Our federal government must expand investments in re-entry programs that work—programs that provide job training and help in securing employment. We must support community services that help people return to their families and transition back to a productive life.
To that end, our federal government must lead by example in banning the box so that a past criminal record does not prevent a person who has paid their debt to society from obtaining gainful employment.
Third, we must recognize that many people who fall into our criminal justice system would be better treated by our public health system. Police are often our first responders to people in crisis.
As President, I will invest in training and equipping law enforcement to better prepare officers for encounters with those suffering from mental illness. And, I will dramatically expand our federal commitment to drug treatment and our investment in community mental health services.
Fourth, we must improve policing, and the way we police the police. When I first ran for Mayor of Baltimore in 1999, I was not endorsed by the Fraternal Order of the Police. In that election, I promised—for the protection of both our neighbors and our police—we would do a much better job of policing our police.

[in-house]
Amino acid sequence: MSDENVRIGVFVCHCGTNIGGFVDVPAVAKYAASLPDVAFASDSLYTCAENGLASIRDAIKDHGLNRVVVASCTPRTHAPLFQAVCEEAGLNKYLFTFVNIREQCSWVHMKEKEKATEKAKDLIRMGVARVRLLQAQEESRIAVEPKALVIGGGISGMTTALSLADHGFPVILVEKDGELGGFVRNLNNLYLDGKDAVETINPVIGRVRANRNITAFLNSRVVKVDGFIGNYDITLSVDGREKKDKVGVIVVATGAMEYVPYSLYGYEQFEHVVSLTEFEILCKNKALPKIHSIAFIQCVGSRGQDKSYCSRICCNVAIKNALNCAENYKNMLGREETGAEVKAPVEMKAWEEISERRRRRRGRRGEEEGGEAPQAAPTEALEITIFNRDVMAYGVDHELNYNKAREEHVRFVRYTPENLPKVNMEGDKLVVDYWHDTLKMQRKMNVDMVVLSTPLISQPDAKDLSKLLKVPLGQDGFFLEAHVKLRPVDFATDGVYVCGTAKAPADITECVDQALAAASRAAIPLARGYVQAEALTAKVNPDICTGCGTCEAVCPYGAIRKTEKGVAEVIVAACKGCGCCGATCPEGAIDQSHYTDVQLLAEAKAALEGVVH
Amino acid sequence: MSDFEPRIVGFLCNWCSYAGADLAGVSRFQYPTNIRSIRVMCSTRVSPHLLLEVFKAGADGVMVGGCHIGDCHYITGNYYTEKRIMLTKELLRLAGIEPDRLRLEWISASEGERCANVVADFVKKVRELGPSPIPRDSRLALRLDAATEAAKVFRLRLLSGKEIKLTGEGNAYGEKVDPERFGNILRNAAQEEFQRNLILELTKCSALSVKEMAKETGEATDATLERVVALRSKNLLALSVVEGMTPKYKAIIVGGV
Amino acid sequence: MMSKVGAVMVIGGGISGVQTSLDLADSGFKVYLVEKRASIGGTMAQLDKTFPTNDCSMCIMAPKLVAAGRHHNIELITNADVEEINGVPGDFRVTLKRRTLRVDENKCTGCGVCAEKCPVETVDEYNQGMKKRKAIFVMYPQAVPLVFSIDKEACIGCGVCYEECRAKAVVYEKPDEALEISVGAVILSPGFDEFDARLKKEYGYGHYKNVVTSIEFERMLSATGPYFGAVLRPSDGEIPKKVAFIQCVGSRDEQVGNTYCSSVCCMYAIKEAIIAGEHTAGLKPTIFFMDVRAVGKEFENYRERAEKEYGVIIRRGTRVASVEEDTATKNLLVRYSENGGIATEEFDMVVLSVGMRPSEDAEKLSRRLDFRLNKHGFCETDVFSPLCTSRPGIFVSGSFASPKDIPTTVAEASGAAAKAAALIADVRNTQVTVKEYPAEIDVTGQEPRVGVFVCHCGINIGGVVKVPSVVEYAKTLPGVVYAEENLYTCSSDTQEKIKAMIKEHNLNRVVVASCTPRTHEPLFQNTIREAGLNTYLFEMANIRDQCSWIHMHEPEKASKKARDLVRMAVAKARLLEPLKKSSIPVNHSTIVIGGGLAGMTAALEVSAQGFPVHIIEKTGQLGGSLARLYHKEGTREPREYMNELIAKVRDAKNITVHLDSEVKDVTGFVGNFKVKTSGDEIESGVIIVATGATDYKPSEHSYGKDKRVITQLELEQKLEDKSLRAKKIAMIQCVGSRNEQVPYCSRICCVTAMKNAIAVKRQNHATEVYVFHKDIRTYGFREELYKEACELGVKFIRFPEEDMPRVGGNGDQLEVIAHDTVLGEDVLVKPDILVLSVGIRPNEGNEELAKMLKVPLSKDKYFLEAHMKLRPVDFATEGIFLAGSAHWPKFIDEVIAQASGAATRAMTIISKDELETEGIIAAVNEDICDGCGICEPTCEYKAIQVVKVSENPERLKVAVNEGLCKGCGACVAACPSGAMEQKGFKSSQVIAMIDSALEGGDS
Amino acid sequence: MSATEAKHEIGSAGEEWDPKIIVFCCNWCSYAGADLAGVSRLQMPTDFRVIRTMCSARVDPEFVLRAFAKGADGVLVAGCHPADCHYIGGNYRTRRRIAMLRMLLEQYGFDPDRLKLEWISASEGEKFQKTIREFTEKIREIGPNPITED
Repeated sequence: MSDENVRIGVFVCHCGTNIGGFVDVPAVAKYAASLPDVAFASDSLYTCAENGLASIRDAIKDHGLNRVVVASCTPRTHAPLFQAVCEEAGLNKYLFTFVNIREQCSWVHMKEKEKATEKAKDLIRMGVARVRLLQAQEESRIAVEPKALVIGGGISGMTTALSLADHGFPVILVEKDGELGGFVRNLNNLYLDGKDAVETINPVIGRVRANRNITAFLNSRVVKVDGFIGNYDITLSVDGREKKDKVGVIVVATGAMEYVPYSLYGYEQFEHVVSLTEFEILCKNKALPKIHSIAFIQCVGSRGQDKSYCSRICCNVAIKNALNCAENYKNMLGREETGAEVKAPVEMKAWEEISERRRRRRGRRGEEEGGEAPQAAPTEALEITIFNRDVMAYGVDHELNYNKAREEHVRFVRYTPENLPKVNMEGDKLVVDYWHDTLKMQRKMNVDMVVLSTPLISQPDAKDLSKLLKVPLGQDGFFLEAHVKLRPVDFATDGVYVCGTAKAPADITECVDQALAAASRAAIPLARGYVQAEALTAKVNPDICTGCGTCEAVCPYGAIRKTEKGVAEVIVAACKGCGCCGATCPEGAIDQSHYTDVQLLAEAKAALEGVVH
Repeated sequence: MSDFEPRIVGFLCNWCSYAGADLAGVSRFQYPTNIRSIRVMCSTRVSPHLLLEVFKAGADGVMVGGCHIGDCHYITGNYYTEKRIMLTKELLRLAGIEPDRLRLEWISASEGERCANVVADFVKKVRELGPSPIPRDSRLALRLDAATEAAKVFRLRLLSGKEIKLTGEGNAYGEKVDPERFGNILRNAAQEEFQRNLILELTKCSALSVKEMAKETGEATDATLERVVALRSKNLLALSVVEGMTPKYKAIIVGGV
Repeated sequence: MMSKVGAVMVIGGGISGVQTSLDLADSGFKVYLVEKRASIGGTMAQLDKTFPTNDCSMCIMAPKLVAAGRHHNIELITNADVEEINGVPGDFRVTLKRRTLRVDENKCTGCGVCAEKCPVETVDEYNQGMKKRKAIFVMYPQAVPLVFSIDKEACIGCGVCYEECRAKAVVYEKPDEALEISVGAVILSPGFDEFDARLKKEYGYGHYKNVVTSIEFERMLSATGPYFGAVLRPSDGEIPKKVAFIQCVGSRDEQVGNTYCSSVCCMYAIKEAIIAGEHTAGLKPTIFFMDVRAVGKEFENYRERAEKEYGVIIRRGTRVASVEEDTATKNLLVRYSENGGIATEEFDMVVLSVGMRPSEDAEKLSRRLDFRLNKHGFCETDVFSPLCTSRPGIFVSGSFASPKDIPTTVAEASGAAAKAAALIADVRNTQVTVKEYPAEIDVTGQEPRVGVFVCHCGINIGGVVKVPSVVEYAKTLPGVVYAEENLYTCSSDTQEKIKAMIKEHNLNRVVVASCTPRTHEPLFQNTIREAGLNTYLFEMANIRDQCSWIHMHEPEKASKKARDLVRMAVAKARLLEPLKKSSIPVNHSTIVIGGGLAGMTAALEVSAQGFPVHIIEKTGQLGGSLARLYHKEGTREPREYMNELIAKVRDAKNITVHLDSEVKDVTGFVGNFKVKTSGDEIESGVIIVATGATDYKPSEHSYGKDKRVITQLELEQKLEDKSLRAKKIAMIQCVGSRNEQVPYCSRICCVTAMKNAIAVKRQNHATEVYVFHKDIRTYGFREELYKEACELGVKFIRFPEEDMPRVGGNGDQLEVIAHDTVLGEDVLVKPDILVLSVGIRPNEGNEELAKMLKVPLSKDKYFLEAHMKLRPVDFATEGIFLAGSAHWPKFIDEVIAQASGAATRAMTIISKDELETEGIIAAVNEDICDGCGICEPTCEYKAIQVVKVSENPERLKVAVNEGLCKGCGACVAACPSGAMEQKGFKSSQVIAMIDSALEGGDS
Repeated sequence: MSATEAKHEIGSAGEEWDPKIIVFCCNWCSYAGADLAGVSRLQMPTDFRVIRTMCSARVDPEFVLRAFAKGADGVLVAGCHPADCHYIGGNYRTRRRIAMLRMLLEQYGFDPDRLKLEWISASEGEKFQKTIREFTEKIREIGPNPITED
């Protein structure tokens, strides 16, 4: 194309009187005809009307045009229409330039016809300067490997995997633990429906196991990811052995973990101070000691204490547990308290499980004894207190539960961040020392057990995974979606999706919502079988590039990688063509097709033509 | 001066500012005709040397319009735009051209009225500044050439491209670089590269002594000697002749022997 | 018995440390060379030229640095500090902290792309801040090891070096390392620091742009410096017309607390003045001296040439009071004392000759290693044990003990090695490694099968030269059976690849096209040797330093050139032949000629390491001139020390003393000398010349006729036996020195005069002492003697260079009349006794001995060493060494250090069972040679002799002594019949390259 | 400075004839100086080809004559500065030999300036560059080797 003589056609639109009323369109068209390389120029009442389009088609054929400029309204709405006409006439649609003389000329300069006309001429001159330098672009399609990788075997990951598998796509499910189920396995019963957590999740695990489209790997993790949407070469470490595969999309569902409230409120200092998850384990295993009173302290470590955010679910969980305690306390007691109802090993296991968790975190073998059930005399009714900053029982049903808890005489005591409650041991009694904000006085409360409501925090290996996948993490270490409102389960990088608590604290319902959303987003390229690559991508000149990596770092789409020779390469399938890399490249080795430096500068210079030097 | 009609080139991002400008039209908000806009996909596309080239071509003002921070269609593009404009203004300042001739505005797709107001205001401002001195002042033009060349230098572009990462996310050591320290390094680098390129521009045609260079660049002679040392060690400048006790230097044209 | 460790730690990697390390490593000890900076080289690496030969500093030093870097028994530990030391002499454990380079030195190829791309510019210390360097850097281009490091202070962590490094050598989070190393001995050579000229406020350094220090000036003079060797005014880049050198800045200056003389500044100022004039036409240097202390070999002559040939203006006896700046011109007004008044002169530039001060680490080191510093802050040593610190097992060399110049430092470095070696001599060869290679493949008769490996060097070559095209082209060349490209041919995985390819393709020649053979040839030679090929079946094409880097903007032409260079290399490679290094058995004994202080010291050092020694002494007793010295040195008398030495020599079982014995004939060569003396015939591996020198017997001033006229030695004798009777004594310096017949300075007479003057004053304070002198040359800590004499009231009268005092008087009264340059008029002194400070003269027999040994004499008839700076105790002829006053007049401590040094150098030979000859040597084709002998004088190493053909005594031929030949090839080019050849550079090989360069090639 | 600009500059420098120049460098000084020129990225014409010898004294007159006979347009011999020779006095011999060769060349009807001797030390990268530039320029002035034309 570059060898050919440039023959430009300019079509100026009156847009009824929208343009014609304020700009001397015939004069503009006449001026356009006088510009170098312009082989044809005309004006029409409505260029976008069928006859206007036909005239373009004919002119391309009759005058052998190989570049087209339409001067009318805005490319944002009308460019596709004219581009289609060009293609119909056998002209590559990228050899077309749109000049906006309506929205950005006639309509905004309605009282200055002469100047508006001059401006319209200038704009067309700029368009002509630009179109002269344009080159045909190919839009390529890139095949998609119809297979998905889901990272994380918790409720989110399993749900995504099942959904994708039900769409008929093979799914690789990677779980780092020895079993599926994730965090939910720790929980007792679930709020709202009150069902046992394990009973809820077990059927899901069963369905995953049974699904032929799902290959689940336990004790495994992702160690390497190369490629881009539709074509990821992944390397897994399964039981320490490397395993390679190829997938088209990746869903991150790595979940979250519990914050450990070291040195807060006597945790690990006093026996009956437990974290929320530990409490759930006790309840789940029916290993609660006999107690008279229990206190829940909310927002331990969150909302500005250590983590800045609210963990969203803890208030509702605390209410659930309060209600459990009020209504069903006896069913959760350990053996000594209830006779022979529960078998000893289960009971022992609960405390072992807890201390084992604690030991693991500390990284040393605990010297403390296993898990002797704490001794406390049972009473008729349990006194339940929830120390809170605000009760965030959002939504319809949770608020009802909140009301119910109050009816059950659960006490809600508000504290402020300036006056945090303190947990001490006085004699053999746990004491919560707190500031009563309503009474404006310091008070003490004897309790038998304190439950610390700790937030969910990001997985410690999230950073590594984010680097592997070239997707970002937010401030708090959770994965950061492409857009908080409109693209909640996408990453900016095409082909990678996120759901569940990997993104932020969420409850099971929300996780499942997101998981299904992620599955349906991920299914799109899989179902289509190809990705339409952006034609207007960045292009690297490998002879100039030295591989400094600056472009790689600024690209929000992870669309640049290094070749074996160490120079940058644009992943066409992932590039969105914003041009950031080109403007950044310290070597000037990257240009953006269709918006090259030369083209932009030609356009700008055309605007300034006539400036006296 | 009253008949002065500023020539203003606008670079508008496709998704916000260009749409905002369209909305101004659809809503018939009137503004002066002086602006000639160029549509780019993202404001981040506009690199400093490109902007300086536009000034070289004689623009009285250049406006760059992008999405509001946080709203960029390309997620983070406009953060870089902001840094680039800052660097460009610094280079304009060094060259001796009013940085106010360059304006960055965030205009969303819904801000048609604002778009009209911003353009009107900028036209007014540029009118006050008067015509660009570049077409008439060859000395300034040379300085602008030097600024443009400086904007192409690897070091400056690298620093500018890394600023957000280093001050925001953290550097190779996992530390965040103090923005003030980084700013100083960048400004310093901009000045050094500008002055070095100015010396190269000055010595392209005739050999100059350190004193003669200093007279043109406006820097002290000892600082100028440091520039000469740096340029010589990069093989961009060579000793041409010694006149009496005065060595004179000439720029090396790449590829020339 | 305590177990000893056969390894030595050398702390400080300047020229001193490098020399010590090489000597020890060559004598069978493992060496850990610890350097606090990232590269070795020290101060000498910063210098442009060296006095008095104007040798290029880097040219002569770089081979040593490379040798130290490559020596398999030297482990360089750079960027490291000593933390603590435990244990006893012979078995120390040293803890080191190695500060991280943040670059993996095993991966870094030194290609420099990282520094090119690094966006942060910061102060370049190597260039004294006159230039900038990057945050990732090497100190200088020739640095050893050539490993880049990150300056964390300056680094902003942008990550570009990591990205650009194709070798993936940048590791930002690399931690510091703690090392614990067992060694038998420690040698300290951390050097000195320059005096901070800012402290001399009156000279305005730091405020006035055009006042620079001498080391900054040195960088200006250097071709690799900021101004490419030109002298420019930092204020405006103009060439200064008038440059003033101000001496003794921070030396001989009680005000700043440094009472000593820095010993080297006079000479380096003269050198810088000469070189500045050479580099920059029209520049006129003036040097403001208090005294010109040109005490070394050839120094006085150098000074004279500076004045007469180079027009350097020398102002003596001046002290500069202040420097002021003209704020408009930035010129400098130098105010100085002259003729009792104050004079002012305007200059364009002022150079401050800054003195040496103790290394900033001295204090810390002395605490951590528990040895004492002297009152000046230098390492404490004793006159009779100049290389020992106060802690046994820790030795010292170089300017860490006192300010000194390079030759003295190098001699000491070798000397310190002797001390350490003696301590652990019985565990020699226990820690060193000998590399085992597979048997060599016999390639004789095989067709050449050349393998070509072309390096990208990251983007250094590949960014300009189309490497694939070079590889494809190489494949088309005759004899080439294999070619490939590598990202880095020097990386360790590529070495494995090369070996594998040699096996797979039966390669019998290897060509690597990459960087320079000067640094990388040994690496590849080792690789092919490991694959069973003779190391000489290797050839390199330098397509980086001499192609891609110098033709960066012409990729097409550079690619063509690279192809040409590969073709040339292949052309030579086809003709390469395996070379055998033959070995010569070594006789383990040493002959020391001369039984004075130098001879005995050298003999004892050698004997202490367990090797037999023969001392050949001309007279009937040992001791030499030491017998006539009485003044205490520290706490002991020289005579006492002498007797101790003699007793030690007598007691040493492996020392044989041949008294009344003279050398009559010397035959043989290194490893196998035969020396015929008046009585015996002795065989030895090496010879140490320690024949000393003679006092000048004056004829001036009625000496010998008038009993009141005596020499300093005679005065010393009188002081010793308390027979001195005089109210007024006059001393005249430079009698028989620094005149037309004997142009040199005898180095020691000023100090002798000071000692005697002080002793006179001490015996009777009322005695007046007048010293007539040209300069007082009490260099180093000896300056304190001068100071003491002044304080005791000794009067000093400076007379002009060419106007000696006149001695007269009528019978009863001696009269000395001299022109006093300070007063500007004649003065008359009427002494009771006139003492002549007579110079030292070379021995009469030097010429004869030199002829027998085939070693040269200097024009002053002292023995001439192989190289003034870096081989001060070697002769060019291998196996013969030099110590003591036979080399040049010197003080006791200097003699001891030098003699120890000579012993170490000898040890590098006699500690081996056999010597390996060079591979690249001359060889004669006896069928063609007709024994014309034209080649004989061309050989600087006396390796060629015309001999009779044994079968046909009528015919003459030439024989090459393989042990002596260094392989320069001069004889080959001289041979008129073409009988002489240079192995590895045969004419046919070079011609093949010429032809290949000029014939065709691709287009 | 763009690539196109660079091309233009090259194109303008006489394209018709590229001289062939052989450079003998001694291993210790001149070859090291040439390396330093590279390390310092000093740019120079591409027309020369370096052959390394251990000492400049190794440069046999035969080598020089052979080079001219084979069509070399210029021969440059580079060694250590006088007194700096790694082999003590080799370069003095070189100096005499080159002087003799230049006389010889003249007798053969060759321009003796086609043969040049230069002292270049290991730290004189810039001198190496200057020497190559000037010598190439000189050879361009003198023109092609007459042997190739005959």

With better recruitment, better training, and better pay, that is exactly what we did. There are things every police department must do every day to improve the trust necessary between citizens and the police officers who are sworn to serve and protect us — all of us. Among those things — an adequately staffed Internal Affairs Division, an independently staffed Civilian Review Board, Reverse Integrity Stings to safe-guard the professional integrity of every police force.
Our federal government can play a vital role in lifting up these practices and advancing their adoption across the country. Today, every police department in the nation reports the seven federally measured UCR crimes—among them, murder rape, and robbery—and reports them in a timely, accurate, and publicly open way. As President, I will require every police department to publicly report all custodial deaths, all incidents involving use of lethal force, and all complaints of discourtesy and excessive force.
We cannot understand what we do not see.
We cannot improve what we do not measure.
But once we measure, once we see, and once we understand, we can certainly improve.
The reality is that racial injustice and law enforcement in America have been painfully intertwined since the first days of our nation.